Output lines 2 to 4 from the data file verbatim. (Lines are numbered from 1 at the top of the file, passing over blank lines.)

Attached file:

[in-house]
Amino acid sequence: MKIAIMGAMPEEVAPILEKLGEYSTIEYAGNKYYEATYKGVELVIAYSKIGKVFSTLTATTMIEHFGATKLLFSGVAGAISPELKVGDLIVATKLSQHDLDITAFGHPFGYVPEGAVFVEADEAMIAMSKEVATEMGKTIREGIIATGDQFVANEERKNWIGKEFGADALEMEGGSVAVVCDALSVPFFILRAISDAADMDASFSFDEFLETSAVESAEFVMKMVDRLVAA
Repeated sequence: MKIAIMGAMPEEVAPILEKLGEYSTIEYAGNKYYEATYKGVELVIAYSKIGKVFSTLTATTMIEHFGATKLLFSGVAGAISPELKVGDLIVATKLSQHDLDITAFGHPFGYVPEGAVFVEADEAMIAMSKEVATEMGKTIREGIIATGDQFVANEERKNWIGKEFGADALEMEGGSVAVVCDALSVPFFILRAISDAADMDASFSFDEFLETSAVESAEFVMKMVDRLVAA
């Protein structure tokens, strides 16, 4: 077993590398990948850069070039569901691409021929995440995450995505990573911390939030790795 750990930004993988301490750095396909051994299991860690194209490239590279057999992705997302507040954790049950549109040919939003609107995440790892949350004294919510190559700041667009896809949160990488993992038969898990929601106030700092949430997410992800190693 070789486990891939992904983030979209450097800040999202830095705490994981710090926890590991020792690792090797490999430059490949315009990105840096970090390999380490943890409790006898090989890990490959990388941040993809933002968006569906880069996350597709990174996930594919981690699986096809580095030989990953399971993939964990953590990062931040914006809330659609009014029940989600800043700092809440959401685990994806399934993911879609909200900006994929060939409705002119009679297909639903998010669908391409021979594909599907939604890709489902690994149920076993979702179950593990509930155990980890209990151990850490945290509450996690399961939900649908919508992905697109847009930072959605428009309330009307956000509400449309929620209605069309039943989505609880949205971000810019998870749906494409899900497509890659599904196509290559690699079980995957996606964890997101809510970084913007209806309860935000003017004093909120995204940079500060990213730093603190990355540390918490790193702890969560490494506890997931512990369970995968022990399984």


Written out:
Amino acid sequence: MKIAIMGAMPEEVAPILEKLGEYSTIEYAGNKYYEATYKGVELVIAYSKIGKVFSTLTATTMIEHFGATKLLFSGVAGAISPELKVGDLIVATKLSQHDLDITAFGHPFGYVPEGAVFVEADEAMIAMSKEVATEMGKTIREGIIATGDQFVANEERKNWIGKEFGADALEMEGGSVAVVCDALSVPFFILRAISDAADMDASFSFDEFLETSAVESAEFVMKMVDRLVAA
Repeated sequence: MKIAIMGAMPEEVAPILEKLGEYSTIEYAGNKYYEATYKGVELVIAYSKIGKVFSTLTATTMIEHFGATKLLFSGVAGAISPELKVGDLIVATKLSQHDLDITAFGHPFGYVPEGAVFVEADEAMIAMSKEVATEMGKTIREGIIATGDQFVANEERKNWIGKEFGADALEMEGGSVAVVCDALSVPFFILRAISDAADMDASFSFDEFLETSAVESAEFVMKMVDRLVAA
């Protein structure tokens, strides 16, 4: 077993590398990948850069070039569901691409021929995440995450995505990573911390939030790795 750990930004993988301490750095396909051994299991860690194209490239590279057999992705997302507040954790049950549109040919939003609107995440790892949350004294919510190559700041667009896809949160990488993992038969898990929601106030700092949430997410992800190693 070789486990891939992904983030979209450097800040999202830095705490994981710090926890590991020792690792090797490999430059490949315009990105840096970090390999380490943890409790006898090989890990490959990388941040993809933002968006569906880069996350597709990174996930594919981690699986096809580095030989990953399971993939964990953590990062931040914006809330659609009014029940989600800043700092809440959401685990994806399934993911879609909200900006994929060939409705002119009679297909639903998010669908391409021979594909599907939604890709489902690994149920076993979702179950593990509930155990980890209990151990850490945290509450996690399961939900649908919508992905697109847009930072959605428009309330009307956000509400449309929620209605069309039943989505609880949205971000810019998870749906494409899900497509890659599904196509290559690699079980995957996606964890997101809510970084913007209806309860935000003017004093909120995204940079500060990213730093603190990355540390918490790193702890969560490494506890997931512990369970995968022990399984």